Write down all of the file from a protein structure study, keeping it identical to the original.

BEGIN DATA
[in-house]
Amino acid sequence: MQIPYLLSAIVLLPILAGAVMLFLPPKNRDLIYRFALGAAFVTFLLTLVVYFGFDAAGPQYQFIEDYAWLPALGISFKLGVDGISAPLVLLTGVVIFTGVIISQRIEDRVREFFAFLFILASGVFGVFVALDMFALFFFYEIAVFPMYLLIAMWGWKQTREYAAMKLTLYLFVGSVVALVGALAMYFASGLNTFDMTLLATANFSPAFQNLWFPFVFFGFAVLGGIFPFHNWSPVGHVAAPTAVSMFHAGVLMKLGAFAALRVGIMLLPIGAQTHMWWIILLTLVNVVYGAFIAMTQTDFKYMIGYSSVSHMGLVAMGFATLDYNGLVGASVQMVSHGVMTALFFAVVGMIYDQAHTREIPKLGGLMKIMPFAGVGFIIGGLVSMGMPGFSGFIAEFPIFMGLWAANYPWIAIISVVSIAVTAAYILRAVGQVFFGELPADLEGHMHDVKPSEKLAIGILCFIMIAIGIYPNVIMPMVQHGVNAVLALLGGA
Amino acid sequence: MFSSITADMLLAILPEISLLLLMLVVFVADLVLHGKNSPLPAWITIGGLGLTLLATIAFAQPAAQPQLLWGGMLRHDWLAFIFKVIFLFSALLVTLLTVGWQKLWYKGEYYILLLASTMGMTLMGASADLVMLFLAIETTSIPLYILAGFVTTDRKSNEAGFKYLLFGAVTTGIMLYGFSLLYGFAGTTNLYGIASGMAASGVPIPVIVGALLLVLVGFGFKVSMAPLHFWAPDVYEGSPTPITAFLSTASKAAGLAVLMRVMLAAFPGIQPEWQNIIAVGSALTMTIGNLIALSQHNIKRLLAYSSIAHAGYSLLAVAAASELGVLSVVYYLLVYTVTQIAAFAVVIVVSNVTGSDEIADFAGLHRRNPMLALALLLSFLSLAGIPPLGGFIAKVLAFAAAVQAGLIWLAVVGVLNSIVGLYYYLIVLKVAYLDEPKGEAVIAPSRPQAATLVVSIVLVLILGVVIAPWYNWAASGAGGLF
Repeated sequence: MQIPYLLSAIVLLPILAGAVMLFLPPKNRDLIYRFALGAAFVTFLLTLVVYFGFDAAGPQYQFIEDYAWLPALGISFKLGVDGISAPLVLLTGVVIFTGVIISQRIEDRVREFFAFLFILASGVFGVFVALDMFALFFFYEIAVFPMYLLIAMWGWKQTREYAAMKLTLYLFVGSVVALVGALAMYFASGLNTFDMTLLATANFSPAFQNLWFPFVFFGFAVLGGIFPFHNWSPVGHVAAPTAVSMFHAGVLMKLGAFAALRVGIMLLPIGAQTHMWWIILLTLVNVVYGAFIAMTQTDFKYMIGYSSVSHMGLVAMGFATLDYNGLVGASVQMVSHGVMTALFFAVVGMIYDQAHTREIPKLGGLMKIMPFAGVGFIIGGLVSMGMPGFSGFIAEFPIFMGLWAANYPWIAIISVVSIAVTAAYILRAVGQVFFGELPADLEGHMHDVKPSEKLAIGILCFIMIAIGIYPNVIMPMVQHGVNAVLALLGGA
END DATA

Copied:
[in-house]
Amino acid sequence: MQIPYLLSAIVLLPILAGAVMLFLPPKNRDLIYRFALGAAFVTFLLTLVVYFGFDAAGPQYQFIEDYAWLPALGISFKLGVDGISAPLVLLTGVVIFTGVIISQRIEDRVREFFAFLFILASGVFGVFVALDMFALFFFYEIAVFPMYLLIAMWGWKQTREYAAMKLTLYLFVGSVVALVGALAMYFASGLNTFDMTLLATANFSPAFQNLWFPFVFFGFAVLGGIFPFHNWSPVGHVAAPTAVSMFHAGVLMKLGAFAALRVGIMLLPIGAQTHMWWIILLTLVNVVYGAFIAMTQTDFKYMIGYSSVSHMGLVAMGFATLDYNGLVGASVQMVSHGVMTALFFAVVGMIYDQAHTREIPKLGGLMKIMPFAGVGFIIGGLVSMGMPGFSGFIAEFPIFMGLWAANYPWIAIISVVSIAVTAAYILRAVGQVFFGELPADLEGHMHDVKPSEKLAIGILCFIMIAIGIYPNVIMPMVQHGVNAVLALLGGA
Amino acid sequence: MFSSITADMLLAILPEISLLLLMLVVFVADLVLHGKNSPLPAWITIGGLGLTLLATIAFAQPAAQPQLLWGGMLRHDWLAFIFKVIFLFSALLVTLLTVGWQKLWYKGEYYILLLASTMGMTLMGASADLVMLFLAIETTSIPLYILAGFVTTDRKSNEAGFKYLLFGAVTTGIMLYGFSLLYGFAGTTNLYGIASGMAASGVPIPVIVGALLLVLVGFGFKVSMAPLHFWAPDVYEGSPTPITAFLSTASKAAGLAVLMRVMLAAFPGIQPEWQNIIAVGSALTMTIGNLIALSQHNIKRLLAYSSIAHAGYSLLAVAAASELGVLSVVYYLLVYTVTQIAAFAVVIVVSNVTGSDEIADFAGLHRRNPMLALALLLSFLSLAGIPPLGGFIAKVLAFAAAVQAGLIWLAVVGVLNSIVGLYYYLIVLKVAYLDEPKGEAVIAPSRPQAATLVVSIVLVLILGVVIAPWYNWAASGAGGLF
Repeated sequence: MQIPYLLSAIVLLPILAGAVMLFLPPKNRDLIYRFALGAAFVTFLLTLVVYFGFDAAGPQYQFIEDYAWLPALGISFKLGVDGISAPLVLLTGVVIFTGVIISQRIEDRVREFFAFLFILASGVFGVFVALDMFALFFFYEIAVFPMYLLIAMWGWKQTREYAAMKLTLYLFVGSVVALVGALAMYFASGLNTFDMTLLATANFSPAFQNLWFPFVFFGFAVLGGIFPFHNWSPVGHVAAPTAVSMFHAGVLMKLGAFAALRVGIMLLPIGAQTHMWWIILLTLVNVVYGAFIAMTQTDFKYMIGYSSVSHMGLVAMGFATLDYNGLVGASVQMVSHGVMTALFFAVVGMIYDQAHTREIPKLGGLMKIMPFAGVGFIIGGLVSMGMPGFSGFIAEFPIFMGLWAANYPWIAIISVVSIAVTAAYILRAVGQVFFGELPADLEGHMHDVKPSEKLAIGILCFIMIAIGIYPNVIMPMVQHGVNAVLALLGGA